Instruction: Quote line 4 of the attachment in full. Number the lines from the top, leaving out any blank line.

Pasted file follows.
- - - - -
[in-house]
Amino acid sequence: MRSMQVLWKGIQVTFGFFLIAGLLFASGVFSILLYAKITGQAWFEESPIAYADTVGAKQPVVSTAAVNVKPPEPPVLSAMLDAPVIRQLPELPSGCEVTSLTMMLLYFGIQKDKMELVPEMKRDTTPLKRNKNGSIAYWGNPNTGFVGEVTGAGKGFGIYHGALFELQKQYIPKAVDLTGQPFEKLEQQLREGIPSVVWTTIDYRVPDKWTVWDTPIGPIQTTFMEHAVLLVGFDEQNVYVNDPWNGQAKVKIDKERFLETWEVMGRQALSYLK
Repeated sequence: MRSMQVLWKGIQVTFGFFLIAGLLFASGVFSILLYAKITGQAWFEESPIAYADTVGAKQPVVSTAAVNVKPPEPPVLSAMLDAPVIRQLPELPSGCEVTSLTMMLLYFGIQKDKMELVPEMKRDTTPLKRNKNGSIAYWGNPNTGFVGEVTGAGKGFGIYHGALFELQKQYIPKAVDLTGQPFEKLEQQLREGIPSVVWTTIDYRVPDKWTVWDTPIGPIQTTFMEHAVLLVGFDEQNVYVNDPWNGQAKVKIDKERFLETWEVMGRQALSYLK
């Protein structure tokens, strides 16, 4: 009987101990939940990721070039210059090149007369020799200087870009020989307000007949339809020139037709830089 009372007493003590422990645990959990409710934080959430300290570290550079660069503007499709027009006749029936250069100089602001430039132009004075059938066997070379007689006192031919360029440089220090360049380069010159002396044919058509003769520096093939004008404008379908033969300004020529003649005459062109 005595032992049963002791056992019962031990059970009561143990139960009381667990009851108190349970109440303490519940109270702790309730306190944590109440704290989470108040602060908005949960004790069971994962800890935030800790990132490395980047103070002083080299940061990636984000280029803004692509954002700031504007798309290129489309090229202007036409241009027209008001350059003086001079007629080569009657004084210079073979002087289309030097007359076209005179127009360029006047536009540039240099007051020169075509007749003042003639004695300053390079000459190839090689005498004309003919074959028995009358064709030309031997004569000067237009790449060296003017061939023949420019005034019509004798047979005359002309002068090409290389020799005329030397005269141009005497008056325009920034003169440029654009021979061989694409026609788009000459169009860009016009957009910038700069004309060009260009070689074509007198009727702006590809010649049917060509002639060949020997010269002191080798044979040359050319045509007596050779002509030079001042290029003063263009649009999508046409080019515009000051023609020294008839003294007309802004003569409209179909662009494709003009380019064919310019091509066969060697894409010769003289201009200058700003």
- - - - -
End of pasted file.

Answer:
């Protein structure tokens, strides 16, 4: 009987101990939940990721070039210059090149007369020799200087870009020989307000007949339809020139037709830089 009372007493003590422990645990959990409710934080959430300290570290550079660069503007499709027009006749029936250069100089602001430039132009004075059938066997070379007689006192031919360029440089220090360049380069010159002396044919058509003769520096093939004008404008379908033969300004020529003649005459062109 005595032992049963002791056992019962031990059970009561143990139960009381667990009851108190349970109440303490519940109270702790309730306190944590109440704290989470108040602060908005949960004790069971994962800890935030800790990132490395980047103070002083080299940061990636984000280029803004692509954002700031504007798309290129489309090229202007036409241009027209008001350059003086001079007629080569009657004084210079073979002087289309030097007359076209005179127009360029006047536009540039240099007051020169075509007749003042003639004695300053390079000459190839090689005498004309003919074959028995009358064709030309031997004569000067237009790449060296003017061939023949420019005034019509004798047979005359002309002068090409290389020799005329030397005269141009005497008056325009920034003169440029654009021979061989694409026609788009000459169009860009016009957009910038700069004309060009260009070689074509007198009727702006590809010649049917060509002639060949020997010269002191080798044979040359050319045509007596050779002509030079001042290029003063263009649009999508046409080019515009000051023609020294008839003294007309802004003569409209179909662009494709003009380019064919310019091509066969060697894409010769003289201009200058700003």